Resources on Disability Etiquette, Accessible Meetings, Demos, Events, Disability History, Disability Justice & Culture

Disability Justice & Accessible Facilitation, 1/8/2014, DC Trainers’ Network, Matt Borus & Carol Tyson

 

Disability Etiquette, Accessible Meetings, Events & Demos

Note that not every person with a disability agrees on every point in all of these resources.  If you’re not sure what someone prefers, ask them (respectfully)!

Be an Ally to Disabled People, created by disability rights activists

 

School of the America’s Watch Anti-Oppression Resources

Disability Etiquette

Accessibility (Meetings, Demos)

Ableism, Accessibility & Inclusion

The Social Movement Left Out

 

Independent Interpreters, American Sign Language Interpreters for the DC Metro Area

American sign Language Interpreters through Gallaudet University 

 

Great Examples of Inclusion in Radical Demos and Events

Toronto G20

Toronto G20 Mobilization Accessibility Guidelines & Commitment

DAMN: Disability Action Movement Now-- Toronto disability coalition, participated in (and opened up) G-20 mobilization

 

Allied Media Conference & beyond

Creating Collective Access (a mutual aid model started at the Allied Media Conference)

From their blog:  “What is collective access?  Collective Access is access that we intentionally create collectively, instead of individually.  Most of the time, access is placed on the individual who needs it.  It is up to you to figure out your own access, or sometimes, up to you and your care giver, personal attendant (PA) or random friend.  Access is rarely weaved into a collective commitment and way of being; it is isolated and relegated to an afterthought (much like disabled people).  Access is complex.  It is more than just having a ramp or getting disabled folks/crips into the meeting.  Access is a constant process that doesn’t stop.  It is hard and even when you have help, it can be impossible to figure out alone.  We are working to create mutual aid between crips and beyond!”

 

Disability History & Rights Timelines

Disability History Timeline, Temple University, Rehabilitation Research & Training Center on Independent Living Management

Timeline, National Consortium on Leadership and Disability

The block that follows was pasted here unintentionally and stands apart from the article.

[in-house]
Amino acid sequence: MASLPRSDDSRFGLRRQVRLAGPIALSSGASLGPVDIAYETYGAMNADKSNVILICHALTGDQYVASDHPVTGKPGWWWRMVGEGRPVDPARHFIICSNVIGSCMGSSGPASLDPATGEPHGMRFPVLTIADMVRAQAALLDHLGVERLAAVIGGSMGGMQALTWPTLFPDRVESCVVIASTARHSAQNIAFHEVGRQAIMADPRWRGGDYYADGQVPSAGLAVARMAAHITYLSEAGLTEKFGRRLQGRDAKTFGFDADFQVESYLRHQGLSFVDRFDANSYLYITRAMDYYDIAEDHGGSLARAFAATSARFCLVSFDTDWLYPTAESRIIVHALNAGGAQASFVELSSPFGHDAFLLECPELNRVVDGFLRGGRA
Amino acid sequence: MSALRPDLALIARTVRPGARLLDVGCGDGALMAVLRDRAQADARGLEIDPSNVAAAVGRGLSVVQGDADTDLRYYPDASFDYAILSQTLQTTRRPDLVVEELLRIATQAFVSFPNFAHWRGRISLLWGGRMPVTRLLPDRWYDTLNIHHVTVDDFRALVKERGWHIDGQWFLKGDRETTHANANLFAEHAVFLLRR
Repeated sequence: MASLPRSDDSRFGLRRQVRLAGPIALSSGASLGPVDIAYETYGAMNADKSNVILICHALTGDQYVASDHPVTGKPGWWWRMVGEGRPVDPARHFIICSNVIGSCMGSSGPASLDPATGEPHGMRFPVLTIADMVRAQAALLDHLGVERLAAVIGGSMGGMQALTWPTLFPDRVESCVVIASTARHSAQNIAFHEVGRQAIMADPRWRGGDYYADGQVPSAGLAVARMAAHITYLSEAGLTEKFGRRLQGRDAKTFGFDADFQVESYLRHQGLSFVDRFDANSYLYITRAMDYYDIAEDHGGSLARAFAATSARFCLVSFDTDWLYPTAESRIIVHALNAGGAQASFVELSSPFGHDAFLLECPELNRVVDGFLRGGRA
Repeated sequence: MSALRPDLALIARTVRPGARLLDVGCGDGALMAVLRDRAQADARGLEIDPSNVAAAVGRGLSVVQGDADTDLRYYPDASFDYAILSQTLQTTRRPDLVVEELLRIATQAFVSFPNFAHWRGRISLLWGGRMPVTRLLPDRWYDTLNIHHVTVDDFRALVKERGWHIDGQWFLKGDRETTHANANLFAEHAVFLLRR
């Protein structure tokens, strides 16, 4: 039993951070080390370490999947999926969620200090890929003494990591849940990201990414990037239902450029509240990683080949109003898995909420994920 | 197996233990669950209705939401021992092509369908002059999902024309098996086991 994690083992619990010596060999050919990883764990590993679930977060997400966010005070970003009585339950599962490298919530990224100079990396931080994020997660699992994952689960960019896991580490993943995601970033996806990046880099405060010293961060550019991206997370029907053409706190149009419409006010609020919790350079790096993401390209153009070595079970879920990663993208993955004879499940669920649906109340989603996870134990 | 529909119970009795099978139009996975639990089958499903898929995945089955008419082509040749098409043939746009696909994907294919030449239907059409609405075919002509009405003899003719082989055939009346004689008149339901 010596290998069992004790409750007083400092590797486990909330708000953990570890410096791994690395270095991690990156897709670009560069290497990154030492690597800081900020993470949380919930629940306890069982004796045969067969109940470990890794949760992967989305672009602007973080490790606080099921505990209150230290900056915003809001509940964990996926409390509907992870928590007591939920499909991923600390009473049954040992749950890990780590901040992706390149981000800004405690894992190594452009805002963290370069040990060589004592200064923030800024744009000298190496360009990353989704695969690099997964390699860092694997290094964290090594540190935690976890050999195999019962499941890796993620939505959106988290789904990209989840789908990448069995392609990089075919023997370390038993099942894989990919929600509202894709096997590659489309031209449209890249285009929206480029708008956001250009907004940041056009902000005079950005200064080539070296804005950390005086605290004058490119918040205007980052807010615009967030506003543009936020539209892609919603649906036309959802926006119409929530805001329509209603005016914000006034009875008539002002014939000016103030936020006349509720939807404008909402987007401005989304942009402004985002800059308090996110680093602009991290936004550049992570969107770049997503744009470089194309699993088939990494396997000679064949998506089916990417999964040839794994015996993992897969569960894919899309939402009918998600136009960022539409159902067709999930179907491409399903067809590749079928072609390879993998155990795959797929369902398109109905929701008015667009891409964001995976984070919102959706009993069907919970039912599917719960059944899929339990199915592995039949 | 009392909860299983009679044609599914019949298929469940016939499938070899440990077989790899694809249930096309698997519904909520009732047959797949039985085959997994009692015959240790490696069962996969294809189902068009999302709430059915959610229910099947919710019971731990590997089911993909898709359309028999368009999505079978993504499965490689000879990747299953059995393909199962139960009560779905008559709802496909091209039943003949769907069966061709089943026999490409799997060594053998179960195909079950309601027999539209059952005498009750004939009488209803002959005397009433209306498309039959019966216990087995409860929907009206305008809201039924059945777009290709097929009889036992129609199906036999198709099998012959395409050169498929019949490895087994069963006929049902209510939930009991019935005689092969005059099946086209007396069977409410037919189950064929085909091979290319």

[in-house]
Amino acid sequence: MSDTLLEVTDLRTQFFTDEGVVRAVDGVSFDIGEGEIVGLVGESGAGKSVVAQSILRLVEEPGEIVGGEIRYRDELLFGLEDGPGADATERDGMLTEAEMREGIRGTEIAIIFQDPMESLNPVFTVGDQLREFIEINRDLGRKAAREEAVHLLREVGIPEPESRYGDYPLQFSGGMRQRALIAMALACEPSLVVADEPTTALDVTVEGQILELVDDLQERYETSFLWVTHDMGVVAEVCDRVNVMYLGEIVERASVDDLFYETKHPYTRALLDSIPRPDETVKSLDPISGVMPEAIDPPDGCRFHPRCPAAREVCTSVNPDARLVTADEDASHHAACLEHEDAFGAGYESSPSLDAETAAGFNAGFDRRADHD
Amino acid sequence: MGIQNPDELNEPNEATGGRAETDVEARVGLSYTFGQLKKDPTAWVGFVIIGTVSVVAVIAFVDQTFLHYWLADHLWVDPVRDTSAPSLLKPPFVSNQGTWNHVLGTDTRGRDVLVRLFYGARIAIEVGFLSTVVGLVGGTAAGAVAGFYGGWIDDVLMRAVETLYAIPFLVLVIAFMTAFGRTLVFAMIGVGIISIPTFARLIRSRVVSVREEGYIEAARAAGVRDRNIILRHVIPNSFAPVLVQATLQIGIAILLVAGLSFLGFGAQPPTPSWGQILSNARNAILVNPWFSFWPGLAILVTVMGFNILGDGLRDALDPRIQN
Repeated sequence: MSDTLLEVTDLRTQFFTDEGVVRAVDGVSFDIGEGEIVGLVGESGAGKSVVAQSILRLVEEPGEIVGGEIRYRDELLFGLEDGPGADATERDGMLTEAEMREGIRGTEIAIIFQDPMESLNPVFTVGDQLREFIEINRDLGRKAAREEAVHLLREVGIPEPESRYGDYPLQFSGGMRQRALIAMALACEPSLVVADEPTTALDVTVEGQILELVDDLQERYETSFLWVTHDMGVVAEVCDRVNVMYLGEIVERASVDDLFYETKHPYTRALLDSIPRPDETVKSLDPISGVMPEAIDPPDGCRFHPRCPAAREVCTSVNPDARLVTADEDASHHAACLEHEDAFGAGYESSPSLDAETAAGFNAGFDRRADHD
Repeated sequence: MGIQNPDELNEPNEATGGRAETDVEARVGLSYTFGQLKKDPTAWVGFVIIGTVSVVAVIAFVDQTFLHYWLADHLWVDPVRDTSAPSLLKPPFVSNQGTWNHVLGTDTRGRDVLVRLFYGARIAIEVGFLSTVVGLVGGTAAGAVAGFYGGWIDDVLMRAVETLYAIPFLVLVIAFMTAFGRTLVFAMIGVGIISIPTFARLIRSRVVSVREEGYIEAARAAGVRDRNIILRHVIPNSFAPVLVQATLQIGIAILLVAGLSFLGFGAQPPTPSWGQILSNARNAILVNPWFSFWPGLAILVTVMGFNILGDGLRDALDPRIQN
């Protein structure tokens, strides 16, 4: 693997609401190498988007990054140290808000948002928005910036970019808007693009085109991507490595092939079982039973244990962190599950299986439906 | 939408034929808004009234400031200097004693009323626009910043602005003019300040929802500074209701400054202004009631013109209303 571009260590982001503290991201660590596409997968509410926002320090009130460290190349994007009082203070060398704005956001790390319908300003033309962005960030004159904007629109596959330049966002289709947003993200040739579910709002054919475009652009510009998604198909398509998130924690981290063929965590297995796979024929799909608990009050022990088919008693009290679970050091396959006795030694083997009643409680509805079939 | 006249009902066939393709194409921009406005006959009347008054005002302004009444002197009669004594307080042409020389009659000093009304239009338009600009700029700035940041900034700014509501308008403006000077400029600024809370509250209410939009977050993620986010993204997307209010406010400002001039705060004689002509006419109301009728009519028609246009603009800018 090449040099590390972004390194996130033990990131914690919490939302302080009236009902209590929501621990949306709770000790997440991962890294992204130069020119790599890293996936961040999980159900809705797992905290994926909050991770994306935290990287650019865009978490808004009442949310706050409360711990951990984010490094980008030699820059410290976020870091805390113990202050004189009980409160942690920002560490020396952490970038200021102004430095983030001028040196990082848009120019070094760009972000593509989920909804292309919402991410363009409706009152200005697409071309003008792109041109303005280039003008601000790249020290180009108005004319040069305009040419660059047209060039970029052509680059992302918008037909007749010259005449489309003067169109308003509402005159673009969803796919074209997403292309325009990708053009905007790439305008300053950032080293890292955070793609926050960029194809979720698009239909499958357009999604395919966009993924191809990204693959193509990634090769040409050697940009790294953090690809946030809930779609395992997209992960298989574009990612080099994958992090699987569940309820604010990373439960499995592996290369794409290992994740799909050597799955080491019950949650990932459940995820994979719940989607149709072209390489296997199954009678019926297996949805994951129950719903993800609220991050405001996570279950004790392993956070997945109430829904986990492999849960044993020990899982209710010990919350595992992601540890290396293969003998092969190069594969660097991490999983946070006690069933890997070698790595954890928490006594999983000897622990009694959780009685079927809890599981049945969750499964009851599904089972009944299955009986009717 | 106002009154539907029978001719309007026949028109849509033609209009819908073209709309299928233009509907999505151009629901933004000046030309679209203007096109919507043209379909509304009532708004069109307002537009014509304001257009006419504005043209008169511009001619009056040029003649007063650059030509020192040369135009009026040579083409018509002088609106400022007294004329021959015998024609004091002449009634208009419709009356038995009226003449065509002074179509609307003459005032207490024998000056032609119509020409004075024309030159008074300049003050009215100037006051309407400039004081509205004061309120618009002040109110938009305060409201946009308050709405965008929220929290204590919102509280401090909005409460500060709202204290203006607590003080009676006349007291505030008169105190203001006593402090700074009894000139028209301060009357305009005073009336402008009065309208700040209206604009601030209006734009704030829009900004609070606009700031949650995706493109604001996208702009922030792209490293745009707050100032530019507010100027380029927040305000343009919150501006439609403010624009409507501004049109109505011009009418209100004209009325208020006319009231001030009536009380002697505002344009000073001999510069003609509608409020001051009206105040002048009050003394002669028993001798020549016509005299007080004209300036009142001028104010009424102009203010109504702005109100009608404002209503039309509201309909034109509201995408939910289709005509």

Lives Worth Living PBS Timeline

 

Disability Justice

Changing the Framework: Disability Justice, How our communities can move beyond access to wholeness by Mia Mingus

Time has Come to Embrace Disability Justice Movement, Article by Janine Bertram Kemp 

 

Grassroots, Dance & Culture

ADAPT

ADAPT is a national grass-roots community that organizes disability rights activists to engage in nonviolent direct action, including civil disobedience, to assure the civil and human rights of people with disabilities to live in freedom.

National Disability Leadership Alliance

A national cross-disability coalition that represents the authentic voice of people with disabilities.  NDLA is led by 14 national organizations run by people with disabilities with identifiable grassroots constituencies around the country.  The NDLA steering committee includes: ADAPT, the American Association of People with Disabilities, the American Council of the Blind, the Association of Programs for Rural Independent Living, the Autistic Self Advocacy Network, the Hearing Loss Association of America, Little People of America, the National Association of the Deaf, the National Coalition for Mental Health Recovery, the National Council on Independent Living, the National Federation of the Blind, Not Dead Yet, Self Advocates Becoming Empowered, and the United Spinal Association.

National Youth Leadership Network

NYLN is dedicated to breaking isolation and building community through supporting youth with disabilities to reach their full potential.

Sins Invalid

Sins Invalid is a performance project on disability and sexuality that incubates and celebrates artists with disabilities, centralizing artists of color and queer and gender-variant artists as communities who have been historically marginalized from social discourse.

Disability Arts and Culture Project (Portland)

(DACP) aims to further the artistic expression of people with both apparent and non-apparent disabilities.

If I Can’t Dance, is it still my revolution?

A.J. Withers is a longtime radical disability and anti-poverty activist. They are also the author of Disability Politics and Theory (Frenwood) and the If I Can't Dance is it Still My Revolution zine series and blog (still.my.revolution.tao.ca). As a disabled and trans organizer, A.J. thinks a lot about access, barriers and privilege and how to transform social movements to be inclusive.

 

Reading List & Additional Blogs & Writings

Clare, E. (1999). Exile and pride: Disability, queerness, and liberation. Cambridge, MA: South End Press.

Baynton, D. “Disability and the Justification of Inequality in America.”  In The New Disability History: American Perspectives, ed. by Paul K. Longmore and Lauri Umansky (New York: New York University Press, 2001).

- Full text: https://rs1.uua.org/documents/bayntondouglas/justification_inequality.pdf

- Abridged: http://www.disabilitymuseum.org/dhm/edu/essay.html?id=70

Zames, F. and DZ Fleischer. (2001). The disability rights movement: from charity to confrontation, Philadelphia, PA: Temple University Press. 

Shapiro, J. P. (1994). No pity: People with disabilities forging a new civil rights movement. New York: Times Books. 

Bartlett, J., Black, S., & Northen, M. (2011). Beauty is a verb: The new poetry of disability. El Paso, TX: Cinco Puntos Press.

McRuer, R. (2006). Crip theory: Cultural signs of queerness and disability. New York: New York University Press. 

Leaving Evidence, Mia Mingus

Ouch! Blog and Podcast

Ragged Edge Online